These savings were desperately needed to make Darling’s books balance. They were put in Labour’s 2010 manifesto.
His cuts were so shocking that, in his own Budget speech in June 2010, George Osborne said that there would be no further such reductions.
As the tenth anniversary of the 2010 election approaches, the author says that Labour’s own austerity record and plans were almost as tough as the Coalition’s.
It is not that he dares to be dull, but that he cannot help being so. He has prudently turned it to his advantage.
He never resolved his conflict between being brought up to repress his emotions and as a politician having to express them.
“He is the Red Adair of the administration – the middle-order batsman who, if the openers are out cheaply, ensures that the middle order does not collapse.”
If our survey’s findings are representative, this majority either agrees with the Chancellor or is in unity mode or both.
We don’t need more laws with anti-strike provisions – the Government already has the tools to deal with the transport crisis.
The May government has so far set its sights no higher than its predecessor. Its aim remains Cameron’s – to build a one million homes during this parliament.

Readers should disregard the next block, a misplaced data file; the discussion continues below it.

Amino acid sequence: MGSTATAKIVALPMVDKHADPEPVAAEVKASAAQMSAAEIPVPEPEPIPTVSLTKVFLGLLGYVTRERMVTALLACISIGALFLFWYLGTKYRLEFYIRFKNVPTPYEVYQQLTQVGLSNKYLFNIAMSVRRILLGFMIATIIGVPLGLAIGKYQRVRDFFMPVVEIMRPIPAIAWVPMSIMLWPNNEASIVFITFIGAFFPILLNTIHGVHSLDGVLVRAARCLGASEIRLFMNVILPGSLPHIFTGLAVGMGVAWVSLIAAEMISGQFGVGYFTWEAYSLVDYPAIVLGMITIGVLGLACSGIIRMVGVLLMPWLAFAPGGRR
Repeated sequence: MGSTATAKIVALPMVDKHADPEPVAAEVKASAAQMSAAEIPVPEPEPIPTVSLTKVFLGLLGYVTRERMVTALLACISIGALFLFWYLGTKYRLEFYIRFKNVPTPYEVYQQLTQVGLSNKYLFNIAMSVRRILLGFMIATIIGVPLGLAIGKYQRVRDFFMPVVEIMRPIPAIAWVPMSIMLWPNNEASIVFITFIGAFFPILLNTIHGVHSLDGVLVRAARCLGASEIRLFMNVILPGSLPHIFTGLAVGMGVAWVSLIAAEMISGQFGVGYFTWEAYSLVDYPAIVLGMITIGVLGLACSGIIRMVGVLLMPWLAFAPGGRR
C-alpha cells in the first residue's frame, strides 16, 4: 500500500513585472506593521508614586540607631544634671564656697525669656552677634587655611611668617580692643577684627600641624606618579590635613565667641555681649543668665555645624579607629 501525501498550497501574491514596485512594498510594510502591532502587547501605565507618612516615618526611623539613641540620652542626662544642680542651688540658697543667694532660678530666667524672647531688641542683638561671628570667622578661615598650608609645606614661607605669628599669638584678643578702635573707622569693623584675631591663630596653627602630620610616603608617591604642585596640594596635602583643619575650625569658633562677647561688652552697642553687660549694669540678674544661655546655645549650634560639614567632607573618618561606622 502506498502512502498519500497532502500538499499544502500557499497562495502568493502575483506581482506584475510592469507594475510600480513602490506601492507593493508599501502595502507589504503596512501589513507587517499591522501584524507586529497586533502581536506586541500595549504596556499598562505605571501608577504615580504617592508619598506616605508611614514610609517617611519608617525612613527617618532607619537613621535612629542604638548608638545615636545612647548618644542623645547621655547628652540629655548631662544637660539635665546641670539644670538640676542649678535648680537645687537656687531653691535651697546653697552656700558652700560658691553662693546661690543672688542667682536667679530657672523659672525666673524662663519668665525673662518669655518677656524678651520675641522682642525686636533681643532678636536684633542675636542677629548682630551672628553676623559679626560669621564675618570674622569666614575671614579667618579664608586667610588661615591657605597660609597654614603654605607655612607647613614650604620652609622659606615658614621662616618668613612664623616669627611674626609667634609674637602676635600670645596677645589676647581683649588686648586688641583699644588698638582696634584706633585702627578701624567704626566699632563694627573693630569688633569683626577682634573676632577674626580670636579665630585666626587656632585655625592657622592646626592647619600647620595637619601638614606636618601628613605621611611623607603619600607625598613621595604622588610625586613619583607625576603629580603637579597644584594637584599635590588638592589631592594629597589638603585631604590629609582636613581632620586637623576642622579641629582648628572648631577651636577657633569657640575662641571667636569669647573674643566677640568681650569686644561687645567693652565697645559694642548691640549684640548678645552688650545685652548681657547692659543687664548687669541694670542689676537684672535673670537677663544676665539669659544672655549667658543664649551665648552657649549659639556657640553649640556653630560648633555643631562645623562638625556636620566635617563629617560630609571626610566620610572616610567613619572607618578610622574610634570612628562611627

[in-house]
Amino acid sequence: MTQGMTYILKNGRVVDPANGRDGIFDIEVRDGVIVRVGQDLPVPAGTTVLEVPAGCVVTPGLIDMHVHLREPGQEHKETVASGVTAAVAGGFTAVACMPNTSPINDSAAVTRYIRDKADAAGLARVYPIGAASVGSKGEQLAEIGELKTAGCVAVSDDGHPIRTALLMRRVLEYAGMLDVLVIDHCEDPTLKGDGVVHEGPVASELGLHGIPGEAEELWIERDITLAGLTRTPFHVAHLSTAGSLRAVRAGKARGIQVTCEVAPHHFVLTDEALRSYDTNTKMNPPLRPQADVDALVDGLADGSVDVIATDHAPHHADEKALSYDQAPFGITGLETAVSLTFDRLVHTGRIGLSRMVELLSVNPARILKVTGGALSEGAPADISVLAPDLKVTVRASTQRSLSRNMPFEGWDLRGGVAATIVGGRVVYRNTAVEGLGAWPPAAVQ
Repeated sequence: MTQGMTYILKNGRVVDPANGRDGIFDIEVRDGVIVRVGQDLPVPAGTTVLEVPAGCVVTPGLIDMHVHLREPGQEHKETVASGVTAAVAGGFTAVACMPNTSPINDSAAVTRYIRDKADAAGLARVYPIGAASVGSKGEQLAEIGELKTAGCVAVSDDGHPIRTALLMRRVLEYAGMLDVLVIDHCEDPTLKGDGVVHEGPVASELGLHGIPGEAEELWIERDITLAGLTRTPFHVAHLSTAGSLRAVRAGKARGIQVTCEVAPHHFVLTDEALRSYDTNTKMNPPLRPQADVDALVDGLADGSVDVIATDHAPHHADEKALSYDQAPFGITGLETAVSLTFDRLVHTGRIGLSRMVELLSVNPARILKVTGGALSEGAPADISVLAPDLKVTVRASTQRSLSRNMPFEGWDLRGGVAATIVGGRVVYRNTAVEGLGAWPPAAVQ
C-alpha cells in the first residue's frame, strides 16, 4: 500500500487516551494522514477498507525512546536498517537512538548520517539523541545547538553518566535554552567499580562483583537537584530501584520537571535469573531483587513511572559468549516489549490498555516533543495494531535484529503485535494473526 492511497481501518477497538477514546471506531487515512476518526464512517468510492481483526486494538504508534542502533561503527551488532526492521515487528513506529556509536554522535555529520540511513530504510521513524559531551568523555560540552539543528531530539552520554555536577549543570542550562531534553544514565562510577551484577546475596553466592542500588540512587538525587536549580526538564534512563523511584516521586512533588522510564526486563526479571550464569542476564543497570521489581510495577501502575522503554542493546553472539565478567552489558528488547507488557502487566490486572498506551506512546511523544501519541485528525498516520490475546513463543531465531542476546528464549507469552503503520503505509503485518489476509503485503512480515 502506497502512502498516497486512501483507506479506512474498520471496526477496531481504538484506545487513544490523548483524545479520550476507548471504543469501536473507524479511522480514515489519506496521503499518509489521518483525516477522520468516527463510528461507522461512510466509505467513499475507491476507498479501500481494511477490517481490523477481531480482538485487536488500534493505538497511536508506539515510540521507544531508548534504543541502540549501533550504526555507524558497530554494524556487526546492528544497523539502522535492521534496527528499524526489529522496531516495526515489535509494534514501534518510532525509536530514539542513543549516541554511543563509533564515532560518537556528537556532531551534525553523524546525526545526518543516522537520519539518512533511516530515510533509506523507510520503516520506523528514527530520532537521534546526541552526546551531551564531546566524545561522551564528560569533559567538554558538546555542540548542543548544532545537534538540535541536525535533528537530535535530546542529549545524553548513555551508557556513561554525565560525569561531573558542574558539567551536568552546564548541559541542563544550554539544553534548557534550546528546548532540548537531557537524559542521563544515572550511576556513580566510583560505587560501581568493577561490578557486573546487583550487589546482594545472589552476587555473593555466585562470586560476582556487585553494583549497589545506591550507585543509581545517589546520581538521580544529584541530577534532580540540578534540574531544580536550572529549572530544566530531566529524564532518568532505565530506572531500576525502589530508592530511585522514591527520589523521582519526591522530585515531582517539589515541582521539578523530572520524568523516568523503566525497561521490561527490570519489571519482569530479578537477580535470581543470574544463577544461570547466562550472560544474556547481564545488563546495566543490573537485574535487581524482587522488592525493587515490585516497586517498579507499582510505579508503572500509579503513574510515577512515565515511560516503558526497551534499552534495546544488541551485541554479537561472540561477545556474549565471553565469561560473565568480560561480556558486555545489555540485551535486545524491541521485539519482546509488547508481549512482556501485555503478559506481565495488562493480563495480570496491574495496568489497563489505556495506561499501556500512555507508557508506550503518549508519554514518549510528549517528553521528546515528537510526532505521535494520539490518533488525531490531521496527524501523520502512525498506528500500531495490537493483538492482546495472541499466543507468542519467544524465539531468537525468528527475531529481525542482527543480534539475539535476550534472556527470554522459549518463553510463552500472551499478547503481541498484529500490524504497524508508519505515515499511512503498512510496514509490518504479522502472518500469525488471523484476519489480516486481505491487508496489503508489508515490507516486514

Overall, my advice is not to seek to reduce interest rates yet further which could have contrarian effects.
Led by former Treasury officials, this think tank has placed itself at the heart of the argument about how to help the low-paid.
Brown and Darling began this fantastical claim. A Tory government should not perpetuate it.
All a unionist party does by dissolving its British connections is signal to the electorate that the SNP are right.
Twenty years at Harriet Harman’s high altar of all women shortlists and selection quotas are duly delivering their reward – for the Conservatives.
Voters must be presented with a genuine, informed choice when they are finally given a chance to vote on Britain’s relationship with Europe.